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Mission

In October 2003, the Office of the State Attorney instituted The Justice Project. The project is a prosecution based systematic review of cases falling within defined parameters in order to determine whether DNA testing may lead to exoneration. The project’s Mission Statement best states the ideals behind the endeavor:

“Prosecutors are held to the highest legal and ethical standards in law because of our unique powers and responsibilities. The United States Supreme Court observed over sixty years ago that a prosecutor “is the representative not of an ordinary party to a controversy, but of a sovereignty whose obligation to govern impartially is as compelling as its obligation to govern at all; and whose interest, therefore, in a criminal prosecution is not that it shall win a case, but that justice shall be done….” A prosecutor’s heightened duties are likewise reflected in the Rules Regulating the Florida Bar Rule 4-3.8 stating “[a] prosecutor has the responsibility of a minister of justice and not simply that of an advocate.” As such, a prosecutor serves two masters- society and justice. Consequently, by the nature of our position, and in order to ensure that justice, and not just a conviction, is obtained, prosecutors should not only direct the power of the government against an accused, but for an accused. Therefore, whereas DNA testing is a useful tool for establishing not only the identity of a perpetrator in criminal prosecutions but for establishing actual innocence, both ultimately the responsibility of the prosecutor, this office establishes The Justice Project and institutes the following Policy and Procedures to fulfill our aforementioned obligations.”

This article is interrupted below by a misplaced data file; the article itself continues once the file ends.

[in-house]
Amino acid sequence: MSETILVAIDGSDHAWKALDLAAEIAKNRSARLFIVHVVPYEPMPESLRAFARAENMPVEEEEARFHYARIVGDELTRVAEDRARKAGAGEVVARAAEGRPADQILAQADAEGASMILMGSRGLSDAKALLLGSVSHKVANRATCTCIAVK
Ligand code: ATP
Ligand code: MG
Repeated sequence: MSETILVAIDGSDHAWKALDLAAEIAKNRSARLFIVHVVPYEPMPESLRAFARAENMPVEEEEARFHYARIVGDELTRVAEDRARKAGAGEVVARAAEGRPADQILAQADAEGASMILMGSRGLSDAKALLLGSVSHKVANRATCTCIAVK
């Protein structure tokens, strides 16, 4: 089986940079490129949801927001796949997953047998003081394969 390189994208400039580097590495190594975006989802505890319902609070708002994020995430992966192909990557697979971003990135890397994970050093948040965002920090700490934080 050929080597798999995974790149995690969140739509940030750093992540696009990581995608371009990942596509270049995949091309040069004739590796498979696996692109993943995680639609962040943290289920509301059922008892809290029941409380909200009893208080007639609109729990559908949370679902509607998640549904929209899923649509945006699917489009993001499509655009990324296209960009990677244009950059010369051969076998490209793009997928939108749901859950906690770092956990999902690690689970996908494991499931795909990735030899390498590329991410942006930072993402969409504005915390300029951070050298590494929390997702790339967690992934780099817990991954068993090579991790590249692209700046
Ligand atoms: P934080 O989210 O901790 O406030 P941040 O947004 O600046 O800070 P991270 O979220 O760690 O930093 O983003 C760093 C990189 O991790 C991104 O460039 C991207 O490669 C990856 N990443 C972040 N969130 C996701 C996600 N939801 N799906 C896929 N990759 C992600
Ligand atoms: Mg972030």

The DNA Compliance Task Force

Each year, the Eleventh Judicial Circuit is consistently required to collect DNA samples from more qualifying offenders than almost every other circuit in the state. The DNA Compliance Task Force ensures the timely collection of compulsory DNA samples from qualifying offenders thanks to its partnership with the Department of Corrections and the Administrative Office of the Courts. Additionally, the task force works closely with dedicated officers from the Miami-Dade Police Department to collect delinquent samples from those offenders who qualified for mandatory collection at the time of their conviction but who are no longer under the jurisdiction of the courts. The Miami-Dade Police Department police officers sweep through the county with court orders to obtain these delinquent samples, which are then sent to the F.D.L.E. for processing.

 

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